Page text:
|[AMRadio] would like to build a little homebrew project|
brett.gazdzinski at verizonbusiness.com
Tue Jul 31 20:03:42 EDT 2007
I never did much on 160, never had the antenna space
or a tower.
Tried tuning up various things but never heard much, and
never made a contact on 160.
My guess would be that low power would not give much
joy on 160 except under rare conditions?.
40 meters is the best low power band, with 50 watts, you
can often work a bunch of people when they are around.
Antenna's are easy to do, band conditions during the day
are often good.
80 is good also, when the sunspot cycle changes, 80 or 40
is usually good during the daytime.
I think its rolling around to 40 being very good in the daytime
in the next few years?
I imagine 160 is better at night if you can do it, less
of a zoo maybe?
Lots of ways to build a rig, low power xtal type,
medium power RF driven by some solid state rig,
all home brew including the VFO, etc.
A single band rig is easy to build, as is something
using plug in coils to change bands, or even tapped coils.
Regardless of the actual design, the hard part is building
something that looks good and works well.
Paint, matching meters and knobs, parts layout
even and symmetrical layout, no marginal parts or designs,
all the metal cutting, it adds up to a lot of work!
I have bought 'homebrew' stuff at fests for parts,
and could not get over how some stuff was built.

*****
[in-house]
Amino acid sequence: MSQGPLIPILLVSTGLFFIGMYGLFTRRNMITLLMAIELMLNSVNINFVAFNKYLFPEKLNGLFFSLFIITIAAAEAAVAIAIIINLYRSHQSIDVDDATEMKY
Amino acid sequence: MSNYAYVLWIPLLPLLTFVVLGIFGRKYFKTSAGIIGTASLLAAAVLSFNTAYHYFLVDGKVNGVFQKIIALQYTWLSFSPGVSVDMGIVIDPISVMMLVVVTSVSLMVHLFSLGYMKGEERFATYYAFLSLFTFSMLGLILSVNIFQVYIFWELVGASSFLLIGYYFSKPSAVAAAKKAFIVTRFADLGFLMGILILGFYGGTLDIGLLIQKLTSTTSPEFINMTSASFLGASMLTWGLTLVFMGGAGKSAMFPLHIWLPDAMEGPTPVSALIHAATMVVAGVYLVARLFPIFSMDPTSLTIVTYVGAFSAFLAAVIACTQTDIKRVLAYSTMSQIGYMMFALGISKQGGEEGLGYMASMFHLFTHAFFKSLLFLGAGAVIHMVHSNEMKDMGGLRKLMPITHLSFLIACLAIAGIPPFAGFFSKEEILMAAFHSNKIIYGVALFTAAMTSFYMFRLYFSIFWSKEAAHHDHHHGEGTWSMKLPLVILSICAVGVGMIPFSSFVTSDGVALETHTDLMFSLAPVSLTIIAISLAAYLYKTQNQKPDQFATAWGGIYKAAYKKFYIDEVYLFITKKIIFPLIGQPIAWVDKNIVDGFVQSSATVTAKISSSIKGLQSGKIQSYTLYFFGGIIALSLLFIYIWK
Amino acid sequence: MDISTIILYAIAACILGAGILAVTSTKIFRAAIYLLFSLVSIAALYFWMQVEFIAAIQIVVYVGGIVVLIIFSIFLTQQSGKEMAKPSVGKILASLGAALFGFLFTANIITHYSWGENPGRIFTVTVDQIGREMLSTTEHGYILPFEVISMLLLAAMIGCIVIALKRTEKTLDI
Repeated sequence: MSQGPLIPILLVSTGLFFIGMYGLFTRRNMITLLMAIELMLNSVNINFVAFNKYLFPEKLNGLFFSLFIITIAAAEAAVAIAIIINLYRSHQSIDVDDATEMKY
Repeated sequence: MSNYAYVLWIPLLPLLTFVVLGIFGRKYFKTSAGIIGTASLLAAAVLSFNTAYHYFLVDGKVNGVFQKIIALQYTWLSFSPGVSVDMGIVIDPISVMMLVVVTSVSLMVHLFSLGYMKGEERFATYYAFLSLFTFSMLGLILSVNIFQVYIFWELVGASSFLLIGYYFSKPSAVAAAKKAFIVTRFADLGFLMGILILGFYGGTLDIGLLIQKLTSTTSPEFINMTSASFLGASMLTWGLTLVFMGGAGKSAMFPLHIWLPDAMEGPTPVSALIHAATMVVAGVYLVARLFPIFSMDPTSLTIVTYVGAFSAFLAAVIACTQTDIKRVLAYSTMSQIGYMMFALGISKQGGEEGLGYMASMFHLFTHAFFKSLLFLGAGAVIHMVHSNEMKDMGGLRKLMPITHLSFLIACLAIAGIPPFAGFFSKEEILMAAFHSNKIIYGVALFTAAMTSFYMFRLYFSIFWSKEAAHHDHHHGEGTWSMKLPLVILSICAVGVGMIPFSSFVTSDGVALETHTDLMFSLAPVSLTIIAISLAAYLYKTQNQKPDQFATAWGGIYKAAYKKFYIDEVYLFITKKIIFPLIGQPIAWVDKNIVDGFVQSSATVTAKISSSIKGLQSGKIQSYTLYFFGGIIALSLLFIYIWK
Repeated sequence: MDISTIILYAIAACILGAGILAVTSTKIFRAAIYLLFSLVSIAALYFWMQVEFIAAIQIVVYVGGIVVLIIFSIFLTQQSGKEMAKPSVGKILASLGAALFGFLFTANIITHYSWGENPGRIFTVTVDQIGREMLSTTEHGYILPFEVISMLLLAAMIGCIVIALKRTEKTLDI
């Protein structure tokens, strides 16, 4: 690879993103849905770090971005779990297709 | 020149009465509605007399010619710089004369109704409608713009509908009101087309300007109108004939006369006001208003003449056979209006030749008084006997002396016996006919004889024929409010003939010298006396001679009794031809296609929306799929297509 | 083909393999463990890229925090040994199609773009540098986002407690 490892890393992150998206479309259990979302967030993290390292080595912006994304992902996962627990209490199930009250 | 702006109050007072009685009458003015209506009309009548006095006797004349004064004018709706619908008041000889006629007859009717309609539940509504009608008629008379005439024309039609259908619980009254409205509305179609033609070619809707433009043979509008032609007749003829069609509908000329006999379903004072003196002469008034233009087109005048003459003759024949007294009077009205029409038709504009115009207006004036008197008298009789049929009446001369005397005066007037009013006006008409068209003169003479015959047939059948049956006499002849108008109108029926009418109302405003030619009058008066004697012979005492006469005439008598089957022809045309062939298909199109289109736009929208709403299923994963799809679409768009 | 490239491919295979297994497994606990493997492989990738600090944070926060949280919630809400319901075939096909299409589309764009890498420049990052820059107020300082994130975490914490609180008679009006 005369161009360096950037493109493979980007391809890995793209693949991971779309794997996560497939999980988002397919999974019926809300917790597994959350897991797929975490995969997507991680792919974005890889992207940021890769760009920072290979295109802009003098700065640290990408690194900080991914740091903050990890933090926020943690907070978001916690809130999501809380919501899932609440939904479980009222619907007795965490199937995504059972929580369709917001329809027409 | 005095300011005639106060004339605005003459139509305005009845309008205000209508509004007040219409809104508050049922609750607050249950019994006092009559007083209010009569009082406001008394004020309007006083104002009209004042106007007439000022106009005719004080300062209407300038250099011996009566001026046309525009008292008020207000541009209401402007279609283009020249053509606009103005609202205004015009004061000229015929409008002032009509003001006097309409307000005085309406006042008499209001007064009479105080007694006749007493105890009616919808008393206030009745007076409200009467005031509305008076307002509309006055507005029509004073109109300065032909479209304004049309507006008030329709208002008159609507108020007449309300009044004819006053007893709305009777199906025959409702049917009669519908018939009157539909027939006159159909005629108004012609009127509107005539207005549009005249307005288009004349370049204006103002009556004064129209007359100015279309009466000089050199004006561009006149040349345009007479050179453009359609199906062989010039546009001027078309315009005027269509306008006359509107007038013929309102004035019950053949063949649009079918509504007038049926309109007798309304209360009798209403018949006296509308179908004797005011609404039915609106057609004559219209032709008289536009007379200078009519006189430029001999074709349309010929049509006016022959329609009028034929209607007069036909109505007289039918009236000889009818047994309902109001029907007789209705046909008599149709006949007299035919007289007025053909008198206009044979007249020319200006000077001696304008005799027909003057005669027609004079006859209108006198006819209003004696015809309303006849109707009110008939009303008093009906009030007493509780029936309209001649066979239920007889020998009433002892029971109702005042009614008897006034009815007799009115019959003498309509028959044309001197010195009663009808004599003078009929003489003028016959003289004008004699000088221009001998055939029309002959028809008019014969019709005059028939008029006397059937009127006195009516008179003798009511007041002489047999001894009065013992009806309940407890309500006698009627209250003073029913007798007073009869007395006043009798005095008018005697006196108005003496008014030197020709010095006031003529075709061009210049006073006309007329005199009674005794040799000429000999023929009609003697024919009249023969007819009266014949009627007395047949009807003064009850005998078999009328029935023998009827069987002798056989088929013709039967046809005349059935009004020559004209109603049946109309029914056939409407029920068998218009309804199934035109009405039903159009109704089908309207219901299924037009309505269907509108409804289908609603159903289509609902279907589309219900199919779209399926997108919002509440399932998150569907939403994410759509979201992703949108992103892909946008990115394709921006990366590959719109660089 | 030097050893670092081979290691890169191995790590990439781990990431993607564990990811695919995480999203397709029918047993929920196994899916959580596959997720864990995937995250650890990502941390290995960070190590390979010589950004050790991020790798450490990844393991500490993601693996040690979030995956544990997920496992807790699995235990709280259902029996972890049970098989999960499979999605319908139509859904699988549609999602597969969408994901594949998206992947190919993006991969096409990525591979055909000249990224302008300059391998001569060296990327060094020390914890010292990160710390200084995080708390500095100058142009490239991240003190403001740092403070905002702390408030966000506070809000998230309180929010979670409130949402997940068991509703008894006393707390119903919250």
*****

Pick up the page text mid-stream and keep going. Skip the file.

Hacked out holes using who knows what tools, nothing
marked, all the same color wire, nothing matching, no paint,
not one thing in a straight line or right angle, poor solder,
These days, many might have to build what they
can get parts for, or what parts they have available.
What is available can be expensive, mod and other iron,
oil filled caps, big air variables, etc.
> -----Original Message-----
> From: amradio-bounces at mailman.qth.net
> [mailto:amradio-bounces at mailman.qth.net] On Behalf Of Jim Wilhite
> Sent: Tuesday, July 31, 2007 11:51 AM
> To: Discussion of AM Radio in the Amateur Service
> Subject: Re: [AMRadio] would like to build a little homebrew project
> Brett is on the right path. I have always heard from all my
> old(er) elmers that it takes two things to work on 160. 1.
> Power 2 a vertical antenna.
> This is not to say you won't work anyone in your area with
> low power, but if you hear someone at a distance, the 200
> Watt + carrier can make the difference.
> There is a guy in AZ who uses a Viking 2 (100 watts) with a
> 90 ft. folded unipole and he is as strong in Oklahoma as
> garlic breath.
> 75/80 is much the same except a dipole can do a good job for
> you. I realize what you are doing, but I do suggest you put
> up a very good antenna for 160. It will pay off with the
> lower power.
> >A collection of old handbooks is a great thing to have,
> > both the arrl and the bill orr handbooks.
> > A 6146 modulated by a pair of 6l6's would be nice,
> > 50 watts of carrier, 200 watt pep.
> > You can put a xtal in the grid, or build an osc stage
> > to isolate things a bit.
> > Or buy an old VFO to drive it.
> > Brett
> > N2DTS
> >> I'm wanting to build a little homebrew project and build
> >> bigger ones
> >> based on what I learn from the smaller project. Just
> >> wondering if
> >> anyone could point me in the right direction for building
> >> a nice
> >> little AM transmitter, preferably for use on 160
> >> meters... I guess
> >> I need to find some really old ARRL handbooks because the
> >> ones I have
> >> from the late 60s and 70s aren't helping me.
> >> thanks
> >> --
> >> 73 Jason N1SU
> >> http://n1su.com/
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